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Can I DIY My Trade Mark Registration?
Have you ever stopped part way through a renovation and muttered, “Well that didn’t go as I’d planned?”… I have.
As a self-confessed DIY junkie I have turned my hand to everything from substantial car repairs and caravan renovations, to haircuts and catering. I’ve laid floors, created websites, self published and illustrated books. I’ve designed floor plans, framed up extensions, mixed concrete, built and rendered brick walls… In fact, my husband (who gets dragged along on these adventures) gets a bit nervous when I start talking about new ideas and frequently shoots me a disconcerted look whenever I say, “Oh, I could do that.”
Generally speaking, the results have been positive but the emotions throughout the process have varied from complete satisfaction to those associated with a near death experience. I understand the many reasons people opt for DIY and although I’ll never discourage it, I will offer some seasoned advice. Whatever it is you decide to take on,
“Educate yourself, and know your limits.”
DIY can result in a wonderful sense of achievement, but it can also keep you awake at night if you’re worried about the roof falling in while you sleep.
With that in mind, let’s take a look at the area of trade mark registration. It’s certainly possible to do this yourself, but taking time to think about the two main steps in the registration process will help you work out if it is in fact a DIY job or you need to call in the professionals.
Step 1: Do I have a trade mark?
Firstly remember that a trade mark is not only a logo or a tag line. It can also include images, colours, scents, and sounds (See Common Trade Mark Misconceptions). It may be your business name but it could also be the title of a key product or service or the words or images used as part of your branding. If you’re a designer or have developed your own line of products, your name itself may be the trade mark that needs protecting. Once you’ve identified what you want to register, check the IP Australia data bases for existing trade marks.
Step 2: What ‘classes’ should I choose?
Goods and services have been divided into 45 classes, and when you register a trade mark you must choose the classes to which your registration will apply. Each class will incur an additional fee and your application can’t be changed once it’s submitted, so it’s essential to give this serious attention.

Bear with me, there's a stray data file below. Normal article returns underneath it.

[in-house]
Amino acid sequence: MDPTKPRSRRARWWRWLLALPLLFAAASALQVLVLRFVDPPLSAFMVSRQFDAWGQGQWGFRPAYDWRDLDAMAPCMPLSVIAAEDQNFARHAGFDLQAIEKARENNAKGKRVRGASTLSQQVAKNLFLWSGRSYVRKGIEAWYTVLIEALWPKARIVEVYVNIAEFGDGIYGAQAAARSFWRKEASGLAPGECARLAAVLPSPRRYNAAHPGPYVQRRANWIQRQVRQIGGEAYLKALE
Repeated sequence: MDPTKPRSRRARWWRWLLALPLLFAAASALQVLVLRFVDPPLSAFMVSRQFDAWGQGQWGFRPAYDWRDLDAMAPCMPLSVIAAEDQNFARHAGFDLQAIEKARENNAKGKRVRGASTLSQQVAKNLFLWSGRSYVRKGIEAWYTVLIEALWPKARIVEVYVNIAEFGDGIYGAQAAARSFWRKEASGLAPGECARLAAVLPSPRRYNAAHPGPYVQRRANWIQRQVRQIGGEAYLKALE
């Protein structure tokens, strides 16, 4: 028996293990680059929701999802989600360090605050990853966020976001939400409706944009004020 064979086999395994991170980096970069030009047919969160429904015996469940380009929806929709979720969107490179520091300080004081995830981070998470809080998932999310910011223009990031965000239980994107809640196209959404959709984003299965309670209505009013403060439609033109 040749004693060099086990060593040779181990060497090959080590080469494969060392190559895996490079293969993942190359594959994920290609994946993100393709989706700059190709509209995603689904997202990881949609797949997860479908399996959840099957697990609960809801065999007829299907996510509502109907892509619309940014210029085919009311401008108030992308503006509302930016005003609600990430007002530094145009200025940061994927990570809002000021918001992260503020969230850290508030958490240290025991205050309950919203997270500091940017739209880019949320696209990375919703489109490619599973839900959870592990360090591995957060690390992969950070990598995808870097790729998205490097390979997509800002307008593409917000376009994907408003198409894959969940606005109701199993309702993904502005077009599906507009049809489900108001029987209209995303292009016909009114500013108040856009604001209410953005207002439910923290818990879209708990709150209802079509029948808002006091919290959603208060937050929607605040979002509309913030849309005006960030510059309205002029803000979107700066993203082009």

Take a look at the list of classes here at the IP Australia website and consider which ones your products or services occupy. Also consider how you plan to extend your business and which other classes you may wish to protect. For example, what begins as a family restaurant may also branch out into catering or training.
Once you are clear on these two main steps you’ll have a better idea of how to proceed. Here are 3 options.
1. DIY – Standard Application.
A full list of costs and application forms are available from IP Australia. One approach is to complete the forms yourself and lodge online. Alternatively, you can post your application for a few extra dollars. In either case however, you will need to be prepared to pay all fees at the time of lodgement.
2. DIY – TM Service.
IP Australia also offer a TM Head Start Service that allows your application to be reviewed prior to officially lodging it. You will only receive one off feedback, so even if you utilise this service, you will find it most beneficial if you’ve done your homework and are prepared as this is your final application rather than a draft. The service incurs an additional cost (per class) which must be paid when it’s submitted online.
3. Professional help.
If you aren’t sure if you even have a trade mark or you don’t know which class/classes to include, it really is a good investment to talk to an IP Lawyer. If you’ve given the topic thought before you attend an appointment, your conversation will be meaningful and you’ll know what questions to ask. A well prepared application will see your trade marks protected for 10 years and renewal is then very straight forward.
As with any of my articles on legal topics, they are designed to guide and inform and can never take into account each of your unique circumstances. But for the serial DIY’ers among us, I do hope this information goes some way to highlighting the main issues to consider.
“The opinions expressed by Smallville Contributors are their own, not those of www.smallville.com.au"
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